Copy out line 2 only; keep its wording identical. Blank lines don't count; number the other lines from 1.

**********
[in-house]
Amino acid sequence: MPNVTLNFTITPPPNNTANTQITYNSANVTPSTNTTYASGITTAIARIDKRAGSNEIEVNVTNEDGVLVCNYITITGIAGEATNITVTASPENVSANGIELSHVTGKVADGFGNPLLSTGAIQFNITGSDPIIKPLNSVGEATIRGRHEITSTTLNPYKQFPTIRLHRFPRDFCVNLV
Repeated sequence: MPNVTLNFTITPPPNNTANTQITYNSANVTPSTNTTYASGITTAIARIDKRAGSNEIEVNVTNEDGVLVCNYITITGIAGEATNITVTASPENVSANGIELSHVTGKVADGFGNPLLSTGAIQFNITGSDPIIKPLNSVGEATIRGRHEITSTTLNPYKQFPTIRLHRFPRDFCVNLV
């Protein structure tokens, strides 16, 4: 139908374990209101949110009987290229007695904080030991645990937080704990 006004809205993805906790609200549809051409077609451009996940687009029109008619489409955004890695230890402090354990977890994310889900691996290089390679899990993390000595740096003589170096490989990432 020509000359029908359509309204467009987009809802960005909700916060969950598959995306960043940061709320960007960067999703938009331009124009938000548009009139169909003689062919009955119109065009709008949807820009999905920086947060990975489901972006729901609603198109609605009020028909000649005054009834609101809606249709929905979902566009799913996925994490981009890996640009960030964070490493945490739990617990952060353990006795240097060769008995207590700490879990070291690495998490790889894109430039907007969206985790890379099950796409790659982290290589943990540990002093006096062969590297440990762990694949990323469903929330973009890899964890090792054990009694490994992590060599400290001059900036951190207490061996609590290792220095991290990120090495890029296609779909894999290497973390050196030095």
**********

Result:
Amino acid sequence: MPNVTLNFTITPPPNNTANTQITYNSANVTPSTNTTYASGITTAIARIDKRAGSNEIEVNVTNEDGVLVCNYITITGIAGEATNITVTASPENVSANGIELSHVTGKVADGFGNPLLSTGAIQFNITGSDPIIKPLNSVGEATIRGRHEITSTTLNPYKQFPTIRLHRFPRDFCVNLV